Press Release

Fourteen AGs Urge EPA to Continue Improving the Lead and Copper Rule

A coalition of fourteen AGs supports the agency’s revisions to protect communities from lead exposure and encourages stronger actions.

New York, NY — A coalition of 14 attorneys general led by New York Attorney General Letitia James filed comments yesterday on the Environmental Protection Agency’s (EPA) proposed rule, National Primary Drinking Water Regulations for Lead and Copper: Improvements (LCRI).

In their comments, the AGs applaud the proposed revisions as ones that will strengthen EPA’s 2021 final rule, highlighting “the agency’s decision to generally require the replacement of all lead service lines within ten years,” among other provisions. The AGs note that even with the proposed improvements, there are still areas where the rule should be strengthened, especially in how it addresses “the disparate impacts of lead-contaminated drinking water on underserved communities.” The AGs express concern that the proposal does not provide clear language directing water systems to prioritize environmental justice (EJ) communities disproportionately exposed to lead and does not provide guidance on how to identify these communities for the purposes of strategizing service line replacement. These concerns, among other suggested improvements, stress the importance of addressing the needs of EJ communities and public health overall.

Additionally, the AGs point to studies showing how communities of color and environmental justice communities experience a higher risk of lead exposure “due to lack of infrastructure and investment in their communities.” One such study from the Environmental Justice Coalition for Water noted that “the lack of access to quality water resources and exclusion from water decision making has resulted in the disproportionate exposure of people of color and low-income communities to contaminated drinking water.”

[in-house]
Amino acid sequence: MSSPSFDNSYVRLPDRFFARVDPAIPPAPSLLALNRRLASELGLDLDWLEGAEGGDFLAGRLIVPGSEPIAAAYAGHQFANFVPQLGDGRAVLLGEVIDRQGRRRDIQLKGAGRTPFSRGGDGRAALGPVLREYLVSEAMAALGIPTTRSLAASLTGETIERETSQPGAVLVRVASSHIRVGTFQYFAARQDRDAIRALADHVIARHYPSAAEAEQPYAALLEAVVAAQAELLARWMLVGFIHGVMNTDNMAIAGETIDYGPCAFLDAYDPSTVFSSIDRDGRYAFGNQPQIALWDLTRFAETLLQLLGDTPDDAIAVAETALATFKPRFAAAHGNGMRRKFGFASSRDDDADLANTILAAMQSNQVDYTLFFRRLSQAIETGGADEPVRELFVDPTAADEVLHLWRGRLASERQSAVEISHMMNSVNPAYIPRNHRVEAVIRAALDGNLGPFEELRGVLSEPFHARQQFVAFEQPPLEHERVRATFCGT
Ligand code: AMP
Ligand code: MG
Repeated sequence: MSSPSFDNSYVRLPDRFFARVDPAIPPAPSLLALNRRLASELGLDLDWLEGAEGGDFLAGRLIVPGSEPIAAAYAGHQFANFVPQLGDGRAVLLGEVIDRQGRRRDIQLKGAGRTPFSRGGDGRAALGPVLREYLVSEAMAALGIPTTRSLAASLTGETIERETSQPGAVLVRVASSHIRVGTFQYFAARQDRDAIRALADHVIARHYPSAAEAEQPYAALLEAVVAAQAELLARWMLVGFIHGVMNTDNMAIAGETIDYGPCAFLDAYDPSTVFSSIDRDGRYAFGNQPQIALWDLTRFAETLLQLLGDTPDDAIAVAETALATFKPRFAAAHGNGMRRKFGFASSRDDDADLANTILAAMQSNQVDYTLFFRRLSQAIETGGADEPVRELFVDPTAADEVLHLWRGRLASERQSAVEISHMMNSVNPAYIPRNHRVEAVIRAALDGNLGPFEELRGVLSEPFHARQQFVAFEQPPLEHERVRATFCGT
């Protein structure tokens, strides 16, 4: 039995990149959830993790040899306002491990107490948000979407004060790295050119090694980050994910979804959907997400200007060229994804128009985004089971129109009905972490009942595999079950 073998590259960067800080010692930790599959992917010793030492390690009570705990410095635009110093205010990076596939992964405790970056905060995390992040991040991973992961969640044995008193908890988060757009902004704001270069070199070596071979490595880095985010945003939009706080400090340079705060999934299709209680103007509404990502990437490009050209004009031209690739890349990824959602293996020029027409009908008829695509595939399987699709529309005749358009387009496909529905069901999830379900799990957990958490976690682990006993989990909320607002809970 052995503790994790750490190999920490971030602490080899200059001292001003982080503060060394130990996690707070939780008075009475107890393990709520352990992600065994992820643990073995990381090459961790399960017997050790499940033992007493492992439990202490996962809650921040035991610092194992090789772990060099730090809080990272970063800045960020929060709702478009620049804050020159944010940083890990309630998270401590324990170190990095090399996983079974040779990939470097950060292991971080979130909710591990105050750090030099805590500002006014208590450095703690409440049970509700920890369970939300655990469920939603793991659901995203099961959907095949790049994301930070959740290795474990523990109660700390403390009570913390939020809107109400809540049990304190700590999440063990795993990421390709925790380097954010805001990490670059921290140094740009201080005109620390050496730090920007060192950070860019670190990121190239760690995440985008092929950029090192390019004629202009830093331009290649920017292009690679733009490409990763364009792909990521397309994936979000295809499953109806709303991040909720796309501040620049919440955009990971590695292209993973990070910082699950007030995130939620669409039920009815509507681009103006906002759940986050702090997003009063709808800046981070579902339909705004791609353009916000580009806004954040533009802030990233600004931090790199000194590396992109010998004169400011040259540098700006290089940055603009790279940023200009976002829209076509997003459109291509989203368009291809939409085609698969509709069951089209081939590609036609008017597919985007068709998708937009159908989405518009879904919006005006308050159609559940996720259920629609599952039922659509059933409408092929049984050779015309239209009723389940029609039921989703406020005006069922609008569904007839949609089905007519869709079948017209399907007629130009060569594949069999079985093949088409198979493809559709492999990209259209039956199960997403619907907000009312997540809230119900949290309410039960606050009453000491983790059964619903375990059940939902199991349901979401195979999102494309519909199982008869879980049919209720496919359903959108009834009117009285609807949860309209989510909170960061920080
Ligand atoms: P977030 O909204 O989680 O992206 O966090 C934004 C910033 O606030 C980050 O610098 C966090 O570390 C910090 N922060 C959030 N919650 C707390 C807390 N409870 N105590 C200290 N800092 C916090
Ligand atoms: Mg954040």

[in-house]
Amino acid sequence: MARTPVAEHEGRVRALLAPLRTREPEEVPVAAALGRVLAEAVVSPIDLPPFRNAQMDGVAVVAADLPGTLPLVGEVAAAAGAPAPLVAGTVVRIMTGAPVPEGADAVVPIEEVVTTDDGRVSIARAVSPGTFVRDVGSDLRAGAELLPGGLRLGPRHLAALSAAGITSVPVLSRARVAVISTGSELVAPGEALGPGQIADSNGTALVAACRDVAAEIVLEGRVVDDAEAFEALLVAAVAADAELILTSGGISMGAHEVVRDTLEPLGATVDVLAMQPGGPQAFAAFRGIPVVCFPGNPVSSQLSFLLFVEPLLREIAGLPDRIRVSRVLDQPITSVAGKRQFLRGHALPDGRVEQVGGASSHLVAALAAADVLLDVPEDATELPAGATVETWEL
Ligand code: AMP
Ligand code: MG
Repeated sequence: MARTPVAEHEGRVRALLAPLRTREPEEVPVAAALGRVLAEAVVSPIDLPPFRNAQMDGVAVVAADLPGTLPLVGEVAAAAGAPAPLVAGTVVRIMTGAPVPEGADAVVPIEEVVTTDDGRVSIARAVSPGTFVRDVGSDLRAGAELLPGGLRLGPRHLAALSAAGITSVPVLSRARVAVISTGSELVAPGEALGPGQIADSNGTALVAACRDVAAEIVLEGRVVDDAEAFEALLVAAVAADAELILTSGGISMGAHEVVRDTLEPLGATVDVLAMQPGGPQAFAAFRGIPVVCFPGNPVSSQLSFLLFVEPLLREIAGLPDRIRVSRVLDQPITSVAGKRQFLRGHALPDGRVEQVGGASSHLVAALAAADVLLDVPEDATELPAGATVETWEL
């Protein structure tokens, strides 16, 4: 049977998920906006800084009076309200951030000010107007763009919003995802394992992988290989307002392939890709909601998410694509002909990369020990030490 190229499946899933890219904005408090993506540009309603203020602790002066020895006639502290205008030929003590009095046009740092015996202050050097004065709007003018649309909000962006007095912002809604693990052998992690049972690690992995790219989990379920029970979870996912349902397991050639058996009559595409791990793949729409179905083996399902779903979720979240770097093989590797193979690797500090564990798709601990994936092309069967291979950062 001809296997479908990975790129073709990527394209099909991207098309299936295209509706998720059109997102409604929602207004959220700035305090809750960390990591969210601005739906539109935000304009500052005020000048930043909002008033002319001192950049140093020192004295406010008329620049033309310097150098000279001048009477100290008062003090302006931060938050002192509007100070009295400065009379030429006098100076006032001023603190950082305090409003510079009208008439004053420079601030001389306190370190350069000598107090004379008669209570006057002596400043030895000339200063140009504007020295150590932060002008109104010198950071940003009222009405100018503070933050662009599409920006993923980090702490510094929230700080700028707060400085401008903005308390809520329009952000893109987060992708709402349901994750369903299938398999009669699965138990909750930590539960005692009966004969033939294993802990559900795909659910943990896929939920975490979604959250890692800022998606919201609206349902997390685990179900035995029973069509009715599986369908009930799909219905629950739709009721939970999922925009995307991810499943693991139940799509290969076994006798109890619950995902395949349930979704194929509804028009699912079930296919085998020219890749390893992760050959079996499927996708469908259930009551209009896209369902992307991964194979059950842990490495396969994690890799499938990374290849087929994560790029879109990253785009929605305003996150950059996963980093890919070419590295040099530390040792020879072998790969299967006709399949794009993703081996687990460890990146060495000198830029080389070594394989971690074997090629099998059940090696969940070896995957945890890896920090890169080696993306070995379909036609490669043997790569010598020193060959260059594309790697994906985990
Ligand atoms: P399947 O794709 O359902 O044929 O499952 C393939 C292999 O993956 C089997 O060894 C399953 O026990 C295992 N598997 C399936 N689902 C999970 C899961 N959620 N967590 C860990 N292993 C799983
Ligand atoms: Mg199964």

“State AGs have consistently pushed EPA to take a strong approach to keeping lead out of drinking water,” said Bethany Davis Noll, Executive Director of the State Energy & Environmental Impact Center. “These comments are a powerful contribution towards urging the agency to make improvements in this rule that will better address the disproportionate harms of lead in drinking water to communities of color and low-income communities.”

Background The Safe Drinking Water Act (SDWA) protects public health by guiding regulations of public drinking water supplies nationwide. The SDWA authorizes and directs EPA “to set national health-based standards for drinking water” and review drinking water regulations once every six years, providing revisions if applicable. The Lead and Copper Rule, which regulates lead and copper in our public drinking water, is one such regulation and falls under SDWA authority. “There is no safe level of lead in drinking water.” Exposure to lead in drinking water can lead to a wide array of health issues for people of all ages. Children and infants are especially at risk from lead exposure, as this can lead to negative behavioral and learning issues throughout their development.